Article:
Theo is three-and-a-half and has the vaguest grip on what adoption and race mean. Despite Skyping with his birthmom and nana after Christmas coupled with our explanations of this birthfamily relationship, he never repeats it back or acknowledges it. He knows that many of his friends were adopted, and we read to him regularly about adoption but he rarely says much about it. He knows he is brown, Dad is brown, and I am white but seems to be over his vocal fascination with all brown people.
Theo is taking swimming lessons, which means we’re back at the pool where last time I was asked “where I got Theo.” At this week’s lesson, Theo saw an Asian girl in the water, pointed to her and yelled “Mom! Mom! She adopted? That Alex?” I’m still trying to sort that one out because we don’t have a friend named Alex who is Asian and adopted. We also live in a place with a strong Asian population so being Asian is not associated with adoption.
Moments later, a little boy, almost 4, in his class, asked Theo why he’s brown. I could see Theo say something and laugh as they entered the water with their instructor. After class, in the hot tub, I asked him if the little boy asked him why he was brown (pondering explaining some basic biology around his relationship to his birthparents…), and Theo said: “NO! He want to know “why I white … I brown!” Clearly, something got lost in translation. So I just left it as “Everyone’s different.”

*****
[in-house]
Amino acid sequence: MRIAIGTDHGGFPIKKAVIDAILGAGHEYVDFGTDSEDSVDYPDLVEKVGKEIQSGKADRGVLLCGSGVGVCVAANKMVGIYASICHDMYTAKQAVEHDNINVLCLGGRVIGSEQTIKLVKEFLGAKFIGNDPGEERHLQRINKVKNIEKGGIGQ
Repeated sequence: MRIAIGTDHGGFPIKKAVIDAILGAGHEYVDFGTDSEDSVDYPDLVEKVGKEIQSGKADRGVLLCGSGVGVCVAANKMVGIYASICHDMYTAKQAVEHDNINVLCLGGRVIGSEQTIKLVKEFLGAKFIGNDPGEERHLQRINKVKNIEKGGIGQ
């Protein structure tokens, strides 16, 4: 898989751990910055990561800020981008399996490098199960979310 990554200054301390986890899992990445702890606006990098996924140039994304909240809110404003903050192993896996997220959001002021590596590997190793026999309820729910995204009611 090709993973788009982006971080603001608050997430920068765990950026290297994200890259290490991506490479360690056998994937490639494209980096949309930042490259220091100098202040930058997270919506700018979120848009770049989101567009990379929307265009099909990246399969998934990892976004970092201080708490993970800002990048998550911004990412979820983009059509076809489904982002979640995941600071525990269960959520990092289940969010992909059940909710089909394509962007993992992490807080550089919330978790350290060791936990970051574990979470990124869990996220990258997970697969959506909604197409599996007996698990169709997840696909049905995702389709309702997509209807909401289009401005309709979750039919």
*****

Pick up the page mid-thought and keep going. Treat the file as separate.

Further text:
Things go even juicier when Theo noticed a severely disabled man and yelled “Mom! Mom! He dead?!” Completely mortified, I fell back on my “everyone’s different” explanation and then added a bit about feelings. He then spotted a short man with Down’s Syndrome and yelled: “Mom! Mom! That man a smaaaaalll man, a smaaaaaalll man?!” To which I replied, “Yes he is. But remember, not everyone wants to be pointed and yelled at because everyone’s different and everyone has feelings.”
The morning at the pool made me realize that the questions people ask Theo or me are tiny and manageable in the scheme of things. I have a strong, healthy, friendly child and we can answer questions openly and confidently as they arrive. There are people battling severe disabilities who have to endure the stares and discomfort of strangers on a daily basis.
How do you talk about differences to your young children?